Place:Courbevoie, Hauts-de-Seine, France

Coordinates48.9°N 2.25°E
Located inHauts-de-Seine, France
Also located inSeine, Île-de-France, France    
source: Getty Thesaurus of Geographic Names
source: Family History Library Catalog

Courbevoie is a city in France, on the left bank of the river Seine. The La Défense business district is located in part in Courbevoie (the rest spreading over Puteaux and Nanterre).

Courbevoie, seat of the Nautical Society of the Lower Seine, hosted the Rowing, Swimming and Water Polo competitions during the 1900 Olympic Games. The crawl was swum there for the first time in Olympic Games.


The name Courbevoie comes from the Latin "curva via", which means the curvy way, referring to the curved road which crosses the city. This phrase is found on the town motto, which iswritten on the city's coat of arms: Curva via mens recta (curvy road, straight mind) whihc is believed to have been authored by Antoninus Pius, son of Roman emperor Hadrian.

At the beginning Curvia was a small hamlet of fishermen and winemakers. In the 8th century the village was under the tutelage of Saint-Wandrille, near Rouen, then became controlled by the clergy of Sain-Denis in the 12th century. Later it will belong to the Colombes parish, until 1787.

In 1606, while King Henri IV of France and Marie de' Medici where coming back to Paris from Saint-Germain-en-Laye, they took a ferry to cross the Seine. The royal carriage fell in the water. Following this incident, Henri IV asked his Minister Sully to build a bridge, at the spot of the current Neuilly bridge. The bridge, initially made of wood, was rebuilt out of stone in the 18th century, then as a metallic structure in 1946. This bridge will be utilized by the procession bringing back the ashes of Napoleon on December 14, 1840 from Saint Helena to Les Invalides.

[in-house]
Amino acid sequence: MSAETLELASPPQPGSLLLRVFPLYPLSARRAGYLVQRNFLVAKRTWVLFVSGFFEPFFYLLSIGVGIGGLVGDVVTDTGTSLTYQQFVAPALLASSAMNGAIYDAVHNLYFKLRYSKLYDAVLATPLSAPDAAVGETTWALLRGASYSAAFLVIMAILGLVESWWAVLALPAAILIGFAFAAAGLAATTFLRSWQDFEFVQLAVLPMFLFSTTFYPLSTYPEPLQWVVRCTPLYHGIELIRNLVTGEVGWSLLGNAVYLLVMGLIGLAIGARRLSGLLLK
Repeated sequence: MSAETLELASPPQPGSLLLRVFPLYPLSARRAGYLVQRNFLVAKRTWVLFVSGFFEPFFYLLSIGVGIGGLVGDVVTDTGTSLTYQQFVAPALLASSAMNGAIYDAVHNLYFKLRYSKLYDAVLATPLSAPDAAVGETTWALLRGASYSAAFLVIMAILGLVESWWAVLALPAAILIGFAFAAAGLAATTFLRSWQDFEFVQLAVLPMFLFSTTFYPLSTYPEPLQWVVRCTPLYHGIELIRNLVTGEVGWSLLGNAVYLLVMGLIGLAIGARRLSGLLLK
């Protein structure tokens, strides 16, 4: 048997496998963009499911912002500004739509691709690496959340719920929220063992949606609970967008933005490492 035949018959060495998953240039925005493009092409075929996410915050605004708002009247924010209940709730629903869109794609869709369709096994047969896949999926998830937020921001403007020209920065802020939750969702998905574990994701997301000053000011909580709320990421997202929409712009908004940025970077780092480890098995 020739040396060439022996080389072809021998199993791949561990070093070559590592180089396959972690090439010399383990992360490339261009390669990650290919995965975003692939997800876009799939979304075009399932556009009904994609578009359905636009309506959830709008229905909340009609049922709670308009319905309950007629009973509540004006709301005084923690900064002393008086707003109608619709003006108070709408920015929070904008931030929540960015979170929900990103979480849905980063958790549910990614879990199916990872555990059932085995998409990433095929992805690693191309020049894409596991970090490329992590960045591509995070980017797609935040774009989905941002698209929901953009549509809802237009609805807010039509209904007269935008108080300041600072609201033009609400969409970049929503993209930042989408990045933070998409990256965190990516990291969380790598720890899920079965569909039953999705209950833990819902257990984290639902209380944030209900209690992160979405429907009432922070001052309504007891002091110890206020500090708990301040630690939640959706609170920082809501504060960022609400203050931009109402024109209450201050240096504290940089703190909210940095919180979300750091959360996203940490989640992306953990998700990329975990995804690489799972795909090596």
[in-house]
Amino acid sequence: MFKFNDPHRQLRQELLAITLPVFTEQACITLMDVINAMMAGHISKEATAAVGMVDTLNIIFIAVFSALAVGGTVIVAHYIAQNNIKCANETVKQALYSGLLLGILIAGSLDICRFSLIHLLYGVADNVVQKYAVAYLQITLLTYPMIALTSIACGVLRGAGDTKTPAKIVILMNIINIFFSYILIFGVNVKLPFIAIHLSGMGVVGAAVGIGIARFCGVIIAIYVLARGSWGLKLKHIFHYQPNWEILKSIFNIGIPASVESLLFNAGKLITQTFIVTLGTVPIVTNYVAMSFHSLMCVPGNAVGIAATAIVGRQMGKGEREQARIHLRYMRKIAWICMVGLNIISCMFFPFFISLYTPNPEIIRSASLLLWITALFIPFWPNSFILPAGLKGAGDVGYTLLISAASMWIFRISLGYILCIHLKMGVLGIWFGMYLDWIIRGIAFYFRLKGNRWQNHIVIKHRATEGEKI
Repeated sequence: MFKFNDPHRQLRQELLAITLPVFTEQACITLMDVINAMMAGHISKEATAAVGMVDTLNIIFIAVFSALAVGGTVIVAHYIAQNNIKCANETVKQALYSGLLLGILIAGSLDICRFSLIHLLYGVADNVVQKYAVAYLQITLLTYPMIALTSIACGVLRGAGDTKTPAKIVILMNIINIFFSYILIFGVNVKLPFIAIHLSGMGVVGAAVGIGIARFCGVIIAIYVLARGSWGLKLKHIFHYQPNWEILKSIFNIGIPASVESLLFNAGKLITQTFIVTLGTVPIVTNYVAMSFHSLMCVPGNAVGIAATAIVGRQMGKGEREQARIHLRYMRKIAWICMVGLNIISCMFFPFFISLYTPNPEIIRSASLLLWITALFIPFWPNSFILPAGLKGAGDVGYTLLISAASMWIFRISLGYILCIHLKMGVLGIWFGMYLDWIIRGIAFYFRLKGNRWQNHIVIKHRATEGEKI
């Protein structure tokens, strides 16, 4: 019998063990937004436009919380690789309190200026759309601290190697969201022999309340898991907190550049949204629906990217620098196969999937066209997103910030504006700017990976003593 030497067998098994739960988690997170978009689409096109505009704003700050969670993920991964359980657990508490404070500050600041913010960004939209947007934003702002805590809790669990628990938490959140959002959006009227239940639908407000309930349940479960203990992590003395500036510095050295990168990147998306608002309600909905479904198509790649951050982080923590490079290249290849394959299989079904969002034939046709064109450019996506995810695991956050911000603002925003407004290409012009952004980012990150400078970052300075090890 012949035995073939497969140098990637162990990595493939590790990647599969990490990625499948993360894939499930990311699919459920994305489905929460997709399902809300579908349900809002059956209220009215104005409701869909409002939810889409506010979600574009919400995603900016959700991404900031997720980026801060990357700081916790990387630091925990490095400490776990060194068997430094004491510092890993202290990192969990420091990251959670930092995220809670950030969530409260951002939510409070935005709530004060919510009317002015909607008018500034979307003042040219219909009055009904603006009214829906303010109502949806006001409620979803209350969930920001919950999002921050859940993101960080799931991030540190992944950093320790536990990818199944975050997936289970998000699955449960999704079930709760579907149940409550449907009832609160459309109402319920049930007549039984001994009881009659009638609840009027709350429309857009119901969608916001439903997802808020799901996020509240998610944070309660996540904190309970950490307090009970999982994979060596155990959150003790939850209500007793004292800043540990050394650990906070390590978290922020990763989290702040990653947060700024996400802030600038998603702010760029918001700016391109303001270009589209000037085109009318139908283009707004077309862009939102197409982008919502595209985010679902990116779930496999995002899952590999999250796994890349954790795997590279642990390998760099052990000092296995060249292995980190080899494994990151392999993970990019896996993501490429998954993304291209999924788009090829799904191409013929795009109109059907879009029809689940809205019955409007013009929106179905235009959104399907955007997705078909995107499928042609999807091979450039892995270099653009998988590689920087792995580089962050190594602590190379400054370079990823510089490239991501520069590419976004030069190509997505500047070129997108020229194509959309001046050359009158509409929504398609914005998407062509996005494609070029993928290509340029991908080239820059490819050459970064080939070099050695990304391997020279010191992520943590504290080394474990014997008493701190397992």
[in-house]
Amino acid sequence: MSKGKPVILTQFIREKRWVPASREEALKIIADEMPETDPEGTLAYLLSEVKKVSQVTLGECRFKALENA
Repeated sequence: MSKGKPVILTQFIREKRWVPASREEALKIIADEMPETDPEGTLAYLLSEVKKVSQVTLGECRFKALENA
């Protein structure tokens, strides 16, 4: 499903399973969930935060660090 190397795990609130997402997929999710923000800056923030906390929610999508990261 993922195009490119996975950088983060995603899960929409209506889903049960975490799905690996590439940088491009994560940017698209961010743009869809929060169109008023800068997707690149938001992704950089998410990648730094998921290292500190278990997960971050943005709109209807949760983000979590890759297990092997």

Until the middle of the 18th century Courbevoie is a vilage of a few hundreds of inhabitants. Toward the end of the 1730s, Courbeoie becomes a garrison town and the population soon doubles. Workers and craftsmen and numerous small businesses thrive, while vineyards remain an important activity until the end of the 19th century.

The city becomes autonomous in 1790. The population soon grows from under 1500 at the end of the 18th century to 25,000 at the end of the 9th, due to the growth of manufacturing and the arrival of the railroad.

After World War II and the building of La Défense, large construction projects give rise to new modern neighborhoods with apartment buildings, shops and infrastructure for sport, entertainment and culture. Courbevoie's economy transitions from manufacturing to a more urban, service-oriented activity.

External links

  • For more information, see the FR Wikipedia article Courbevoie.

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